Although, there are no official figures on the annual production of rubber in this province, but traders and planters here noted that the province is capable of producing at least 400 MT of rubber every month that translate to 4,800 MT of semi-processed rubber is being ship out of the province very year.
The Provincial Agriculture Office here said that there are currently 9,742 individual farmers in the province who had concentrated in rubber plantation. Almost half of the registered farmers are into backyard rubber planting, which are distributed among the nine municipalities and two cities, while the rest are members of the cooperatives.
Narciso pointed out that rubber is the only crop which provides daily employment year-round, since tapping the trees for latex must be done once a day.
With the current surge of automobiles, and medical paraphernalia, such as the surgical gloves, the global rubber demand is expected to surge to more than 8 million MT in the year 2010, according to the Food and Agriculture Organization of the United Nations. At present, the Philippines ranked sixth in the world’s rubber production, with an annual average production of 122,000 MT.
Rubber production in the Philippines lags behind that of Malaysia, Thailand and Indonesia. The amount produced by these three countries accounts for more than 70% of the world’s total output, said senior agriculturist Marcial Fantone.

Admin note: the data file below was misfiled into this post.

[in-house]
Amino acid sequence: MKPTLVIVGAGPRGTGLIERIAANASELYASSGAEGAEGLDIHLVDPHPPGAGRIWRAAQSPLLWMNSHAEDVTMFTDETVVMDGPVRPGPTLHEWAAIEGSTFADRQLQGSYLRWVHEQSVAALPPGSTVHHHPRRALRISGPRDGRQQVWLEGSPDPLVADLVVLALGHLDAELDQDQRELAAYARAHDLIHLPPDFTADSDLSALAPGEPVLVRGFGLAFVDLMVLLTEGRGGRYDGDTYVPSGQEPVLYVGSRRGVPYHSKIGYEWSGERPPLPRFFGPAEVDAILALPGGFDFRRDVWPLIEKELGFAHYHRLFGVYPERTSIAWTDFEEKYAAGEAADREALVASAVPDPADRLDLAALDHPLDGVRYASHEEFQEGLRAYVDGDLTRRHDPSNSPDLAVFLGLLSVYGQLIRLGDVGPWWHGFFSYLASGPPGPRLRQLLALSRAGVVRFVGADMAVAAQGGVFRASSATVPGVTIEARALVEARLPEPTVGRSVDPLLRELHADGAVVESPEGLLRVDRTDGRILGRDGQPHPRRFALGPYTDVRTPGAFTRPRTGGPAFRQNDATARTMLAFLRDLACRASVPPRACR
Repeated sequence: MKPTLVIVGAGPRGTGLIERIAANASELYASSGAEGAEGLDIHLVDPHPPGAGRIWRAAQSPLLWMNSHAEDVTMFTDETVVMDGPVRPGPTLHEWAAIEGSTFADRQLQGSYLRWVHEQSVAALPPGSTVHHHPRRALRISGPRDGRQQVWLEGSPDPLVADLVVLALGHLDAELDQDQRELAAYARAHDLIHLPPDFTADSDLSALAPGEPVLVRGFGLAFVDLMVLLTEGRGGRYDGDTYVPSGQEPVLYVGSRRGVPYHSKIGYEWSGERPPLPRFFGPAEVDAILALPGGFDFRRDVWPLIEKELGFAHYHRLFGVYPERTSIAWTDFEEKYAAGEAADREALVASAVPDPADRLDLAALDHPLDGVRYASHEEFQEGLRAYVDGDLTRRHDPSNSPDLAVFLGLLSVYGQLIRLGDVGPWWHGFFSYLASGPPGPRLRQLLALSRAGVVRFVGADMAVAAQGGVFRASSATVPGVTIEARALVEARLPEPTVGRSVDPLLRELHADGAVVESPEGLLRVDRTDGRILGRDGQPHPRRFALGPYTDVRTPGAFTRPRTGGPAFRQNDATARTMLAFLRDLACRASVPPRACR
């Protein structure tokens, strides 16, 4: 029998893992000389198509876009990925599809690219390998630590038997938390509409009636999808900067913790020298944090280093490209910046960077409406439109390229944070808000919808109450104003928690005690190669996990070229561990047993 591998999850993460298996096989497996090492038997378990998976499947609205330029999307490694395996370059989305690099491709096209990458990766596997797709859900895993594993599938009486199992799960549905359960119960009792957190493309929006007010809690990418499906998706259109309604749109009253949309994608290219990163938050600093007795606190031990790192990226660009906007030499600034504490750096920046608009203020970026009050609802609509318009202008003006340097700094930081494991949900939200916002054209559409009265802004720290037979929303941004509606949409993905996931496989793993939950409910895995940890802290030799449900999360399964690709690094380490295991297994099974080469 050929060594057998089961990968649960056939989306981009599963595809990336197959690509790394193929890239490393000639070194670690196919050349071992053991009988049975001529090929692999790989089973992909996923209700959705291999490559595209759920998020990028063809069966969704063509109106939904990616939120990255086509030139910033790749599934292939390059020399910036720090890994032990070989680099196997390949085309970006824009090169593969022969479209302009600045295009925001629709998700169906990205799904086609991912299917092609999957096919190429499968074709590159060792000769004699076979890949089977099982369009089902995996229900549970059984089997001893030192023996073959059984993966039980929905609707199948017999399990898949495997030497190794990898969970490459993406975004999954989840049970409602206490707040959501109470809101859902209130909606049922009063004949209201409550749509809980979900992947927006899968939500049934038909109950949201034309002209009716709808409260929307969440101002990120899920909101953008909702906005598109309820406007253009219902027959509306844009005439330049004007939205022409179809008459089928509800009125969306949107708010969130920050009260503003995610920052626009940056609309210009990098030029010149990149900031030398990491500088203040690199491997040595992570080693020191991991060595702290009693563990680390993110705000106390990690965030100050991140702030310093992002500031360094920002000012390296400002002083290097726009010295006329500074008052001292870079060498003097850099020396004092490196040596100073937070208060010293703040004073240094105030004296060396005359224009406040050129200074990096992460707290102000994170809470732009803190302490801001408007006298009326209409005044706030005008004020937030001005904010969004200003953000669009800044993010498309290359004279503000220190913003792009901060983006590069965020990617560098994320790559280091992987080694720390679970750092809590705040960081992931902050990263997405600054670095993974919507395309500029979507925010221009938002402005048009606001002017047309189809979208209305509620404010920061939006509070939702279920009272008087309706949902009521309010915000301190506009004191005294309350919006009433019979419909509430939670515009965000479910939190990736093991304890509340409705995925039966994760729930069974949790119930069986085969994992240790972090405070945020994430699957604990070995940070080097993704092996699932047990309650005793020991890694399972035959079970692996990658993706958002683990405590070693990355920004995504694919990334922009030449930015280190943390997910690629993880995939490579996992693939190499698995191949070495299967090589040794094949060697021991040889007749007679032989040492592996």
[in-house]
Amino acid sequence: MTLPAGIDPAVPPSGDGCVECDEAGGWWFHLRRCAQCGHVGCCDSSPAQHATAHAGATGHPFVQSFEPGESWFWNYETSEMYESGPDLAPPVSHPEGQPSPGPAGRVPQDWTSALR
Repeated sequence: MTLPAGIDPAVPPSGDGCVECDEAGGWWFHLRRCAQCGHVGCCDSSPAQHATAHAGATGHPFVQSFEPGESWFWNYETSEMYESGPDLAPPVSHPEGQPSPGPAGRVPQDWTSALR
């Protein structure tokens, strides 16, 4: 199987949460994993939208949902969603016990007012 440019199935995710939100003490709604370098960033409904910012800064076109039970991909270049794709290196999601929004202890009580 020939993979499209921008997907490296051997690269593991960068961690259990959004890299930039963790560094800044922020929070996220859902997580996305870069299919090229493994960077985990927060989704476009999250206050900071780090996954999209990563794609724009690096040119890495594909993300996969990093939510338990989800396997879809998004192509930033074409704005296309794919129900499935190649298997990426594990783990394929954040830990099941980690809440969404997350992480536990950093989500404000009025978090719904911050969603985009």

To improve the rubber industry of this province, Isabela City mayor Cherrylyn S. Akbar said the Provincial Central Nursery, which was established by his late husband Congressman Wahab Akbar, has propagated around five to 10 million rubber trees for the past three to four years.
The provincial government, according to governor Jum J. Akbar, needs at least P150 million to develop 1,500 hectares of rubber by 2010, and P11.5 million for the inputs in the provincial rubber development program.
Majority of the fund will go to the purchase of at least nine million rubber seedlings, which will be distributed until 2010.
Narciso said the consortium is already in talks with several foreign investors to set up a processing plant for rubber-based finished products, such as tires and slippers.